Electronic Music
 
 
Electronic Music
Course Syllabus: NMCC-01, Semester Model
 
 
Instructor: True Rosaschi
Meeting time:  (3 hours per week)
 
Course Description:
 
Electronic Music - Fundamentals of Experimental Music for composition using electronic and desktop technologies. Digital audio, sound synthesis/analysis, signal processing and real-time performance software are primary subjects for exploration as well as the sharing of creative work.  
 
In this course, students will learn the foundations and principles of electronic music from a technical and historical perspective. The texts provide a context for current trends and empower the student with a functional awareness to generate material.  The course will also raise the issues of complexity and contradictions within the field of Electronic Music as they pertain to the compositional process and performance.
 
Learning Objectives:
 
1. To give students a grasp of the historical development of Electronic Music.
 
2. To provide students with useful techniques for a broader compositional palette.
 
3. To give students an opportunity share their own work and get supportive and critical feedback.
 
 
Learning Activities:
 
Lecture/discussion
Applied/experiential
 
Evaluation:
Attendance
Class discussion participation
Presentations reflecting class learning
Journal
 
Assignments:
 
Summary Papers: Regular weekly writing assignments explaining the process of how new techniques studied are personally and uniquely understood.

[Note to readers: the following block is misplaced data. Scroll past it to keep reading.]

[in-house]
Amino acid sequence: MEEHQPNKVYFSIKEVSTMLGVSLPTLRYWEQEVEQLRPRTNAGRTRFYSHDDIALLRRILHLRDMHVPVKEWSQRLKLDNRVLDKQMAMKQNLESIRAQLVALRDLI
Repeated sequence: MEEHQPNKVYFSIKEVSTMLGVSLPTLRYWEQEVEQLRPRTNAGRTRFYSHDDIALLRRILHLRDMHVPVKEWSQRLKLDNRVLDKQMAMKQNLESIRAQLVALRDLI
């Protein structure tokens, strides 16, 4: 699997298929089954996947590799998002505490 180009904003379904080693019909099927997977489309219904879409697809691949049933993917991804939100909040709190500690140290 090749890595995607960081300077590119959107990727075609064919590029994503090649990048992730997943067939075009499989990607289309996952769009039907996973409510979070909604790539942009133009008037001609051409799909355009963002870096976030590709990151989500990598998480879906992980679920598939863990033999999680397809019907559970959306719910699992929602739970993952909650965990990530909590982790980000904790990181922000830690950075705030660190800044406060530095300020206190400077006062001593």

Short Presentations: Regular presentations of works that demonstrate the use of these techniques.
 
Written Case Study: Apply some aspect of technical knowledge and create an analysis of two works. Compare and contrast them. (7-10 pages)
 
Final Presentation: Present a new composition explaining methods of creation.
 
Required Readings:
 
The Computer Music Tutorial - Curtis Roads, MIT Press, 1996
ISBN: 0262680823
Computer Models of Musical Creativity – David Cope, MIT Press, 2005
 
Course Schedule:
 
Weeks            Activities/Readings/Assignments
 
1            Introduction to material and seminar process.
              Reading: CMMC - Preface and Section I through page 84.
 
2            Initial Presentations and Introduction to Software Options. Focus on Logic Pro.
              Reading: Fundamentals of Digital Audio - CMT - Pages 5-80.
 
3            Lecture and discussion on “Artificial Creativity”.
              Initial Presentations (cont.), Reading: CMMC - Chapters 4 and 5 through page 176.
 
4             Lecture: Fundamentals of Digital Audio Concepts; music systems programming.
               Reading: CMT - Chapters 3,4 and 5 through page 212.
                                    
5             Lecture: Notation Styles of Electronic Music.
               Project Due - Notate an Electronic Composition.
               Reading: CMMC - Chapters 6,7 and 8 through page 268.
 
6             Lecture: Mixing, Signal Processing and Spatialization.
               Reading: CM.T - Chapters 9, 10 and 11.
 
7             Lecture: Intro to Object Oriented Languages - SuperCollider and Max/Msp
               Reading: CMMC - Chapters 9 and 10 through page 324.
 
8             Lecture: Spectral Analysis and The Ircam Forum Model.
               Reading: CMT - Chapters 12 and 13.  
               Project Due: 5.1 Surround or multi-channel composition. 2-5 minutes.
 
9             Lecture: Granular Synthesis, Metasynth and the UPIC Model.
               Reading: CMMC - Chapter 11 on Integration.
 
10           Lecture: The rebirth of MIDI and advanced editing techniques.
               Reading: CMT - Chapter 21
 
11           Lecture: Sampling techniques and natural sound collection.
               Reading: CMMC - Chapter 12 on Aesthetics.
 
12           Lecture: Psychoacoustics in Computer Music.
               Reading: CMT - Chapter 23
 
13           Lecture: Random music, chaos theory and Fractal music.
               Reading: CMT - Fourier Analysis (FFT) page 1073.
 
14           Final Presentations - Case Studies and Compositions.
 
15           Final Presentations - Case Studies and Compositions.
                              
 
 
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